I know my neighbors by the way they run. Before I can see their faces, I often recognize them by their strides and outfits.
I see the ponytailed runners, the runners in ball caps, the shoulder-hunchers and the arm-swingers. One wears a weighted vest. Another ran through her third trimester.
In warmer months, I see more adults on jogs than kids on bikes. We run past the same styles of houses and moveable basketball hoops, past the same rusting mailboxes and lost pacifiers that have traveled from stroller to street and been flattened by minivans, like items from a post apocalyptic Babies R Us.
Although Nike and Adidas rarely picture the suburban neighborhood in their shoe commercials, it's a familiar scene to many runners with goals, dreams and race medals, which our preschoolers like to claim and wear around the house. I don't know where some of my neighbors went to college, but I know who plans to run marathons and half-marathons in 2014. I can also predict what they'll be wearing.
I've been a runner for 15 years, but aside from the occasional 5k, I usually ran alone. This spring, I started training for a half-marathon. What prompted me to finally get serious (and social) about running? My neighbors — and where we live.
My neighborhood is a runnable distance from the Cuyahoga Valley National Park, but the sport is becoming more popular throughout Cleveland and across America. In 2012, 15.5 million people finished running events, according to Running USA — an 11 percent increase over the year before. Cleveland mirrors national trends, according to Hermes Sports and Events, which produces and manages 138 local races, up from 72 in 2009.
Neuroscientists debate what causes runner's high, but we chase it wherever we can. I prefer the crushed limestone of the Ohio and Erie Canal Towpath Trail, where I never tire of the scenery: remains of 19th-century locks, cattail-filled marshes and grasslands, sycamore trees poking at the sky. Asphalt is the convenient choice, though, especially in winter. Avoiding ice adds a new challenge.
Charitable causes also play into running's increasing popularity. I'll never forget my first Race for the Cure, barreling toward the finish line with a thousand other people, many wearing the names of those with the disease we were running to beat.
Running brings us closer to ourselves, to the earth and to one another. Seven years ago, I left Cleveland for Summit County. I still miss my runs over the storied bridges in the Flats and along the lake at Edgewater Park. But runners are runners everywhere: friendly, supportive and colorful in their striking sneakers.
"How far you going today?" asked a cyclist, who I suspect is really a runner, as he passed me on the Towpath Trail.
"Thirteen!" I yelled to his back.
He pumped his fist at the sky, and I forgot for a moment what mile I was on.
For many years, I refused to time myself. Running helped me forget about the time. After a 5k two summers ago, I learned that I placed second in my age group only because a neighbor sent me a Facebook message.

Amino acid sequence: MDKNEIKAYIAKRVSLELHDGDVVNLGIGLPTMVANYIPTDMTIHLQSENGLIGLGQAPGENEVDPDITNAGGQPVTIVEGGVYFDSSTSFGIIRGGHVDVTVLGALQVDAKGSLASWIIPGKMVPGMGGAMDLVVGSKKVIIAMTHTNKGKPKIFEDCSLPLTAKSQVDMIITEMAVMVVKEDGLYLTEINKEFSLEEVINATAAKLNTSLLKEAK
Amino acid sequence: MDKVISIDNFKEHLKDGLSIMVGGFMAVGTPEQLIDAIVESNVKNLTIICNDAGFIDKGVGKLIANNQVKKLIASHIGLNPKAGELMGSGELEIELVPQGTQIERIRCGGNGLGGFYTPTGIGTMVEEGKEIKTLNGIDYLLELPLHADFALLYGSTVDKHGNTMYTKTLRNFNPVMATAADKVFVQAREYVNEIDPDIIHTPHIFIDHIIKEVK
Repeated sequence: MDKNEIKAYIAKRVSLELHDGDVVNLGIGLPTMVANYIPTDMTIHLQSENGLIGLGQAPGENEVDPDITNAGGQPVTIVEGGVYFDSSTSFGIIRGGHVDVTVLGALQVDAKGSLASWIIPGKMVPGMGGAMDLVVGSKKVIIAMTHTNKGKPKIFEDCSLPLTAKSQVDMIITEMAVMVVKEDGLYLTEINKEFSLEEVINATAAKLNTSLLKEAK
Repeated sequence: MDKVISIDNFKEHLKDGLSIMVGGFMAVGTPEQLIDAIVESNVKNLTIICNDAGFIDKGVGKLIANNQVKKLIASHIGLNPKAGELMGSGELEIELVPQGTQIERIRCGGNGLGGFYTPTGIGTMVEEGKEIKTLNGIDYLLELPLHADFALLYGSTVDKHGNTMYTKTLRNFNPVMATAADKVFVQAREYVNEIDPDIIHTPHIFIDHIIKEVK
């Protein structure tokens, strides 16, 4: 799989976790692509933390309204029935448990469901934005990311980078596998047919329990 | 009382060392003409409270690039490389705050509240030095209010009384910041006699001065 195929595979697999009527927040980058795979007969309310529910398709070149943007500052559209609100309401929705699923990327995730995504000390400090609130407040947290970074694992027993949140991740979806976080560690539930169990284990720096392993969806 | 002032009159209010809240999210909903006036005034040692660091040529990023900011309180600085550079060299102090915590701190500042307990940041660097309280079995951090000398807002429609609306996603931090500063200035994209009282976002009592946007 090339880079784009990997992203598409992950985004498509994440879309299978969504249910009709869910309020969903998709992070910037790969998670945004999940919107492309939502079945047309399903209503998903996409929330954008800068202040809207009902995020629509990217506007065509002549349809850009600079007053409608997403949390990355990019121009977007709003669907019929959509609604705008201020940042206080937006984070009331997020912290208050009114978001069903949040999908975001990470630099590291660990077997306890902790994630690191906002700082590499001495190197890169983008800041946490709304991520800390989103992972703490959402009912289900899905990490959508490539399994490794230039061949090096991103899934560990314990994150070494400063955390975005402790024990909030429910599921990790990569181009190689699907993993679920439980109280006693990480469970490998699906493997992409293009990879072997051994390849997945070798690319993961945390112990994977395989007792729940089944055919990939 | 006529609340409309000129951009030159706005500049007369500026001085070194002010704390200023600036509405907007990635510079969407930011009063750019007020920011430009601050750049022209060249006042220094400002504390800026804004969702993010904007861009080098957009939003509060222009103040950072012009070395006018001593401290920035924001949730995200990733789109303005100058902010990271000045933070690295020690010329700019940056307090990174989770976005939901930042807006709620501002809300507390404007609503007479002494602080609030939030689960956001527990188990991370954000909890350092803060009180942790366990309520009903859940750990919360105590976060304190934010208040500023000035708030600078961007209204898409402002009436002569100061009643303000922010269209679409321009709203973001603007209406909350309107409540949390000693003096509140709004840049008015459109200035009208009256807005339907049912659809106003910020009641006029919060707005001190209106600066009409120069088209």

Those neighbors. They added a social dimension to what I'd always considered a loner sport.
Last summer, I started to note the mile markers on the Towpath Trail. I got distracted by turtles lined up on logs, their shiny shells like stepping stones. I strained my neck to watch the herons standing motionlessly in the old Ohio and Erie Canal, as I imagine canal boat passengers once did. I listened to the Cuyahoga River, to the scampering squirrels, to the screeching hawks. While my legs took me one place, these things took me somewhere else.
I joined my neighbors' goal-setting conversations in the cul-de-sac where our kids played. I decided to run my first half-marathon in October, on the Towpath, of course.
Then the government shut down, delaying the Towpath Marathon. Like many runners, I was frustrated training for an event without a date. The small stuff — chafing, blisters, knee pain — became increasingly annoying. My neighbor Amy, also training for the half-marathon, encouraged me not to give up.
On the morning of Nov. 3, we arrived at the rescheduled race just before the roads closed. The temperature was in the 30s, and Amy shivered in her fleece-lined pink top that matches her Brooks Ghost running shoes. We hopped around the Brandywine Ski Resort parking lot, trying to keep the blood flowing to our feet.
After the race began, the regular Towpath sounds were drowned out by pounding feet, loud breathers and the small, blue cowbells the spectators were ringing. I began to regret attempting my first half-marathon in the place I normally go for peace and quiet.
At mile 8, my legs hurt. At mile 10, I felt nauseous. In between water stops and cowbells, I heard my neighbors' voices in my head: You can do this!
I passed the finish line in just under 2 hours, 4 minutes. Amy's family and mine were there, cheering. Soon, the entire cul-de-sac would hear about our race, another personal victory to share. There is something wonderful about that kind of joy. But I also remembered the need for solitude that got me running.
Now I'm even more excited about running on the Towpath and, once again, ceasing to care about the time.